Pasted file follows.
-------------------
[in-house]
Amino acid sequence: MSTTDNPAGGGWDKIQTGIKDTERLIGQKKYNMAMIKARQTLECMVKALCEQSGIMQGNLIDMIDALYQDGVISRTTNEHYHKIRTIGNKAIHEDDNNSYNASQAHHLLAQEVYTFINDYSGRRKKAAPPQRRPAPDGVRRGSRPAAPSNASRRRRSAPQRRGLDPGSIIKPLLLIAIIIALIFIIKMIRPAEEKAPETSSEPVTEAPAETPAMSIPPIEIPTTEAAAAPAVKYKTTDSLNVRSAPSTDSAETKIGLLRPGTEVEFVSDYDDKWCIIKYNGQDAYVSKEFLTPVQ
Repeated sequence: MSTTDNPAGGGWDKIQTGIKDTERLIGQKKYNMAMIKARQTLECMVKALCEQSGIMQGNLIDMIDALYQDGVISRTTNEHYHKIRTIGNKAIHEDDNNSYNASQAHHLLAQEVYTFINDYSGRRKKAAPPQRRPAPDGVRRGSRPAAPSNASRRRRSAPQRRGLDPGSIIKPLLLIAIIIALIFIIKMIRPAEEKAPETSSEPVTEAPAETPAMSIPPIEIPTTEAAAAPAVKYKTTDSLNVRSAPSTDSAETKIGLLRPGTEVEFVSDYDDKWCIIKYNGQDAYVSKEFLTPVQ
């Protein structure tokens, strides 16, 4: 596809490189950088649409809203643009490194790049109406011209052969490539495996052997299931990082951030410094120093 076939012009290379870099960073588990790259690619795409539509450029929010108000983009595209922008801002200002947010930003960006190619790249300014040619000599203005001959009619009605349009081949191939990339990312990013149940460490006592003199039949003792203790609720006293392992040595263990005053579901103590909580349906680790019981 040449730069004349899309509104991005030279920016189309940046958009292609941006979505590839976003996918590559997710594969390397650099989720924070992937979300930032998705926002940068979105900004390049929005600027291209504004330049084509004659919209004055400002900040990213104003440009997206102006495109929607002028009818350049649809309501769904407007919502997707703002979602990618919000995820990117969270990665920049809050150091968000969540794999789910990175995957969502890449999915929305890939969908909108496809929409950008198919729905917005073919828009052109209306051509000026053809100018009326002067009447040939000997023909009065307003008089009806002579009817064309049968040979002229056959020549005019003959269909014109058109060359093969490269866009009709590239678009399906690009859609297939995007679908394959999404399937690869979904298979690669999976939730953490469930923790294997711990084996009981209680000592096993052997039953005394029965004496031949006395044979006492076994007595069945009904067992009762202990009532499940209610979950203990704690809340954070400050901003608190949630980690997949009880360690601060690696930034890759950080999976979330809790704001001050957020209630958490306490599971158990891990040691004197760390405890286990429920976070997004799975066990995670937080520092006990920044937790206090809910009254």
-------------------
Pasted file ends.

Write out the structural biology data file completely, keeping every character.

[in-house]
Amino acid sequence: MSTTDNPAGGGWDKIQTGIKDTERLIGQKKYNMAMIKARQTLECMVKALCEQSGIMQGNLIDMIDALYQDGVISRTTNEHYHKIRTIGNKAIHEDDNNSYNASQAHHLLAQEVYTFINDYSGRRKKAAPPQRRPAPDGVRRGSRPAAPSNASRRRRSAPQRRGLDPGSIIKPLLLIAIIIALIFIIKMIRPAEEKAPETSSEPVTEAPAETPAMSIPPIEIPTTEAAAAPAVKYKTTDSLNVRSAPSTDSAETKIGLLRPGTEVEFVSDYDDKWCIIKYNGQDAYVSKEFLTPVQ
Repeated sequence: MSTTDNPAGGGWDKIQTGIKDTERLIGQKKYNMAMIKARQTLECMVKALCEQSGIMQGNLIDMIDALYQDGVISRTTNEHYHKIRTIGNKAIHEDDNNSYNASQAHHLLAQEVYTFINDYSGRRKKAAPPQRRPAPDGVRRGSRPAAPSNASRRRRSAPQRRGLDPGSIIKPLLLIAIIIALIFIIKMIRPAEEKAPETSSEPVTEAPAETPAMSIPPIEIPTTEAAAAPAVKYKTTDSLNVRSAPSTDSAETKIGLLRPGTEVEFVSDYDDKWCIIKYNGQDAYVSKEFLTPVQ
């Protein structure tokens, strides 16, 4: 596809490189950088649409809203643009490194790049109406011209052969490539495996052997299931990082951030410094120093 076939012009290379870099960073588990790259690619795409539509450029929010108000983009595209922008801002200002947010930003960006190619790249300014040619000599203005001959009619009605349009081949191939990339990312990013149940460490006592003199039949003792203790609720006293392992040595263990005053579901103590909580349906680790019981 040449730069004349899309509104991005030279920016189309940046958009292609941006979505590839976003996918590559997710594969390397650099989720924070992937979300930032998705926002940068979105900004390049929005600027291209504004330049084509004659919209004055400002900040990213104003440009997206102006495109929607002028009818350049649809309501769904407007919502997707703002979602990618919000995820990117969270990665920049809050150091968000969540794999789910990175995957969502890449999915929305890939969908909108496809929409950008198919729905917005073919828009052109209306051509000026053809100018009326002067009447040939000997023909009065307003008089009806002579009817064309049968040979002229056959020549005019003959269909014109058109060359093969490269866009009709590239678009399906690009859609297939995007679908394959999404399937690869979904298979690669999976939730953490469930923790294997711990084996009981209680000592096993052997039953005394029965004496031949006395044979006492076994007595069945009904067992009762202990009532499940209610979950203990704690809340954070400050901003608190949630980690997949009880360690601060690696930034890759950080999976979330809790704001001050957020209630958490306490599971158990891990040691004197760390405890286990429920976070997004799975066990995670937080520092006990920044937790206090809910009254």